23 May 2019

Chickenpox precautionary measures

Dear Parents,

South Island School is committed to maintaining a healthy school environment for everyone, therefore we work very closely with the Department of Health and the Education Bureau to ensure that the school is up-to-date with all the latest government guidelines. Community issues do require a community effort if we are to keep infection at a minimum and have control measures to keep our school safe and healthy.


Health & Safety Guidelines


Chickenpox (varicella) is an acute infectious disease caused by the varicella-zoster virus. It predominantly affects children under 12 years of age. Although almost all persons develop lifelong immunity after a chickenpox infection, the virus may remain latent in the body and recur many years later.


Clinical features

  • Patients usually start with a fever and itchy skin rash.
  • Rashes develop in crops over a period of 5 days on the body, then spread to the face, arms and legs.
  • The rash first appears as flat spots and later as vesicles. The vesicles continue for 3 – 4 days, then dry up and form scabs.
  • Patients usually recover in about 2 – 4 weeks.
  • Persons who have received the chickenpox vaccination may still develop chickenpox.


Mode of transmission

  • Can be spread through droplets or air.
  • Can also spread through direct or indirect contact.


Incubation period

  • 10 – 21 days, usually 14 – 16 days


Infectious period

Usually 1 – 2 days before the rash appears and until all vesicles have dried up. It is extremely contagious, especially in the early stage of rash eruption.



Chickenpox is generally a mild disease and is usually self-limiting. However, secondary bacterial infection of the wound may occur. Those with weakened immunity or who are pregnant are most likely to suffer from severe complications. New-born babies who develop chickenpox can become severely ill and even die. Infection in early pregnancy may be associated with congenital malformation of the foetus.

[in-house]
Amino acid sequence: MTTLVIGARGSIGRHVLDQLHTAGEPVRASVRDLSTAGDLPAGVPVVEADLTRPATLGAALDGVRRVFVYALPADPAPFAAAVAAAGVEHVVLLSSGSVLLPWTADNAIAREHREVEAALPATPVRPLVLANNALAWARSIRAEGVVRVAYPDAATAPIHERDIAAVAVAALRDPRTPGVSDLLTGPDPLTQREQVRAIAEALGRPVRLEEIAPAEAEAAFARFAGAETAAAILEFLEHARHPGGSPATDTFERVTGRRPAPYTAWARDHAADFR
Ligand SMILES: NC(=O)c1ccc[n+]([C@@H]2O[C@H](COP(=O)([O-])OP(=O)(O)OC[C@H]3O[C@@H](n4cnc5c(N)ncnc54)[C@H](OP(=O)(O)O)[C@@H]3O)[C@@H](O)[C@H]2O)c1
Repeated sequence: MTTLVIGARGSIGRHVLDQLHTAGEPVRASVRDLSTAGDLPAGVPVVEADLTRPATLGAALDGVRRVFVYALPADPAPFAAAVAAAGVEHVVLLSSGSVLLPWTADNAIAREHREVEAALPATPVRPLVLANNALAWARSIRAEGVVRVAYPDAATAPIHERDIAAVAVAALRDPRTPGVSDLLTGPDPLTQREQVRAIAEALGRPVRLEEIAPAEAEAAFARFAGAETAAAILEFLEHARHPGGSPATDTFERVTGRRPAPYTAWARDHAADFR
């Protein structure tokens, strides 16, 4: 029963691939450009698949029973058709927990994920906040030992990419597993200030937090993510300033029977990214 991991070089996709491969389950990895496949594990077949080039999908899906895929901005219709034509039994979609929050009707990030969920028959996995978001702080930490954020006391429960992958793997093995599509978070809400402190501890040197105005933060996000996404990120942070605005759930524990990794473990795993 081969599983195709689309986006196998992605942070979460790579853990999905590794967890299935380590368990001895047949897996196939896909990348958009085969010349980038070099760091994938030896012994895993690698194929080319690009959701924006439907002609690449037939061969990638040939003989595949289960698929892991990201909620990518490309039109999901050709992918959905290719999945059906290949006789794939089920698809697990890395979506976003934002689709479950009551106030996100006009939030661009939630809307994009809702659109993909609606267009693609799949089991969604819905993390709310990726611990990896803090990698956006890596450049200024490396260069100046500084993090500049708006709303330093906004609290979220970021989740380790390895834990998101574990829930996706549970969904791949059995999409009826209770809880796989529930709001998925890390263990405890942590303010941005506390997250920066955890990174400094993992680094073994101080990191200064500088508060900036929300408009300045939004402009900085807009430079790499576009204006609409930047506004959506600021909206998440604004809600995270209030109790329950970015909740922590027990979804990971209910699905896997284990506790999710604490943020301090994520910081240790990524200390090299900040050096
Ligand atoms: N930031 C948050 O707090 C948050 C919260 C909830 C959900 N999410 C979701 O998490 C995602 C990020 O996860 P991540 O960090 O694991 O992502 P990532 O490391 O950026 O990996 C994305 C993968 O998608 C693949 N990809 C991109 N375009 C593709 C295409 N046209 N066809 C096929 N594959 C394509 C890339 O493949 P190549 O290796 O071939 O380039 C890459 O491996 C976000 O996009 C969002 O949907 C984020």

• Consult the doctor to understand the condition and follow the health professional’s advice and medication to relieve symptoms.
  • If the patient has fever, drink plenty of water and have adequate rest.
  • Wear clean cotton gloves during sleep to prevent scratching of the vesicles which may cause infection and scarring.
  • Avoid contact with pregnant women and persons with weakened immunity.
  • Sick children should stay at home and be excluded from schools/kindergartens/child care centres until all vesicles have dried up, usually about 1 week after appearance of rashes to prevent spreading the disease to others.
  • Parents should closely monitor the child’s condition. If the child persistently runs a fever, refuses to eat or drink, vomits or looks drowsy, immediate medical attention should be sought.
  • Parents should also closely monitor other children in the household for signs and symptoms of chickenpox.



  • Maintain good personal and environmental hygiene.
  • Chickenpox vaccine is available in Hong Kong. About 90% of persons who receive the vaccine will acquire immunity.
  • Under the Hong Kong Childhood Immunisation Programme, children receive a two-dose course of chickenpox vaccination. Parents may consult family doctors or maternal and child health centres for details.
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